Saturday, March 23, 2013

"Housing" of "A Little Commonwealth"

Continuation of Pilgrim Housing from the book 

A Little Commonwealth by John Demos

This is a continuation of the earlier post. Remember that this book is about Pilgrims. John Demos used primary sources such as archaeological effects, wills, lists, estate records, etc. to write his book. I absolutely love this book. It is an easy read too. 

Starting within the house, there were sometimes two rooms on the second floor, and one upstairs.

  "The main room in these single bay houses was usually called the 'hall'. Sometimes it was the only room, spanning the whole of the ground-level area. Its dimensions were not, of course, standard, but were normally on the order of fifteen to twenty feet aside. … Access to the hall often involved an entrance porch projecting out from some part of the house, though occasionally too it was through a door built directly into a wall. The former alternative was presumably more efficient from the standpoint of heating. A massive chimneystack and fireplace was the dominant feature of the hall, and indeed of the whole building. In the earliest phase of Plymouth history frame-built chimneys daubed with plaster were common, and there may have been a few stacks made from fieldstones.”[1]

I would like to point out that the larger mansions back in England from earlier times still represented the large room on the main floor as the “hall” and would sometimes even be called the “grand hall”. This looks like a semblance of grandness trying to be imposed upon a small dwelling to make it feel more acceptable perhaps. What do you think?

“Many of these single-bay dwellings actually included two rooms on the ground floor. This was managed simply by walling off one end of the hall with clapboards or some other form of planking. The resultant compartment was usually known as an ‘inner room’…. In England the ‘inner room’ was most often used as a service or storage area; sometimes, in fact, it went by the name of ‘buttery’. But in Plymouth the typical pattern seems to have been somewhat different. From the evidence of the inventories it frequently contained a bed and bedding, and very little more. Occasionally it was the principal bedroom, judging from the presence of a ‘furnished’ or curtained bed.”[2]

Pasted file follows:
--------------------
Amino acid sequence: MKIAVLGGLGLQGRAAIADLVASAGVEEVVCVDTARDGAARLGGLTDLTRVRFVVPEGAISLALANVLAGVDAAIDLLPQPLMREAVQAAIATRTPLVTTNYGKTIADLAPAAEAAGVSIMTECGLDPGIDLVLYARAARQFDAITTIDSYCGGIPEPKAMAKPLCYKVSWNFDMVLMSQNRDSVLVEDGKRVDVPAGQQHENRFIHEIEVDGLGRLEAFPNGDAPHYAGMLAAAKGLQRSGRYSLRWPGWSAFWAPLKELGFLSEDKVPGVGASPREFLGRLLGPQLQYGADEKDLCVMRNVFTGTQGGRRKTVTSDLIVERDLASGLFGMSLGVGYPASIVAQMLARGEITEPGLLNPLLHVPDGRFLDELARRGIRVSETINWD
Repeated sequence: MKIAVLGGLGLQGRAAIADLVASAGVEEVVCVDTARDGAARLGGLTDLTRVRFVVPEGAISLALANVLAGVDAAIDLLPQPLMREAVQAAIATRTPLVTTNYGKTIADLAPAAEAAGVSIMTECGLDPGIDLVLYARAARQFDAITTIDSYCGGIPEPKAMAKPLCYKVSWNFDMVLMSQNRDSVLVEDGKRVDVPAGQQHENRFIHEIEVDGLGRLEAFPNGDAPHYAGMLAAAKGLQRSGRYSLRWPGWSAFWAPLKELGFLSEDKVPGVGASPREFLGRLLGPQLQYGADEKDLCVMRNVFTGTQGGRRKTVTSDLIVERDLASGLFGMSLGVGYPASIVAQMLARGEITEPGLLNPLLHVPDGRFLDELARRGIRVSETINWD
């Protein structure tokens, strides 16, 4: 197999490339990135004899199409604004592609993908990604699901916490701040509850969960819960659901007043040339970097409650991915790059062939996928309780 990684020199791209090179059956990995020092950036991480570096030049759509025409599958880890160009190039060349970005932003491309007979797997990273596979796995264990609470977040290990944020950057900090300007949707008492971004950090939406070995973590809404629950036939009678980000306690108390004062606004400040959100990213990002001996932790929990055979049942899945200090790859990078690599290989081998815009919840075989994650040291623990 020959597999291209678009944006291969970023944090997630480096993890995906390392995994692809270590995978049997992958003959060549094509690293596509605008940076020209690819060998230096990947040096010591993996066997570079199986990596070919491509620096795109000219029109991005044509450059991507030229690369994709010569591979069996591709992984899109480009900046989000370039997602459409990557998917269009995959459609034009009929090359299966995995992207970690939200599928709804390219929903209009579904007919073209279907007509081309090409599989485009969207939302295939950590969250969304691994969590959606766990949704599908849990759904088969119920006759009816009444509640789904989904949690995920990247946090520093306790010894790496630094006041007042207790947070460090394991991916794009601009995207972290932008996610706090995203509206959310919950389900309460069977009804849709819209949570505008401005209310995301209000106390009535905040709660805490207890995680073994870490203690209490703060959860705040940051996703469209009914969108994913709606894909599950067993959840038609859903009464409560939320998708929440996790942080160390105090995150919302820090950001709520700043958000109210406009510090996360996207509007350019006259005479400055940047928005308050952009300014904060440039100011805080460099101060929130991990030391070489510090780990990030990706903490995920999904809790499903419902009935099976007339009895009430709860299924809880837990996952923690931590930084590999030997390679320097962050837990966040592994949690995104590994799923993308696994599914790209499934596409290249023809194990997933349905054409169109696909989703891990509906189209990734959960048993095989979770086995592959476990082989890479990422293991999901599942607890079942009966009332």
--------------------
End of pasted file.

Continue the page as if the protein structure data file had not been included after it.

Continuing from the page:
When the house had more than one story, the loft was called the “upper room” or “chamber.”[3] According to Demos, this room was usually used for other members of the family to sleep in, thus, the term “chamber” I would suppose. Access to the chamber was either a ladder (which makes sense to me because I have seen the ladder from Little House on the Prairie! Yes, I know different time, but can’t you just see it?!) Others used a steep staircase set up against the fireplace.

Demos says that the inside walls were clapboarding or wainscoting. None it, supposedly, was glamorous or grand. Floors were wooden, which was, again according to Demos, more of an advantage to their counterparts in England. There was a wood shortage occurring in England (of which I have read in more than this source), and so the floors were either earth floors or plaster floors.[4] I would think that plaster floors would actually be worse than earth floors. They would peel, I would think. Does anyone have any idea?

[1] John Demos, A Little Commonwealth: Family Life in Plymouth Colony. 3rd ed. (New York: Oxford University Press, 2000.), 30.
[2] Ibid, 31.
[3] Ibid.
[4] Ibid, 32.

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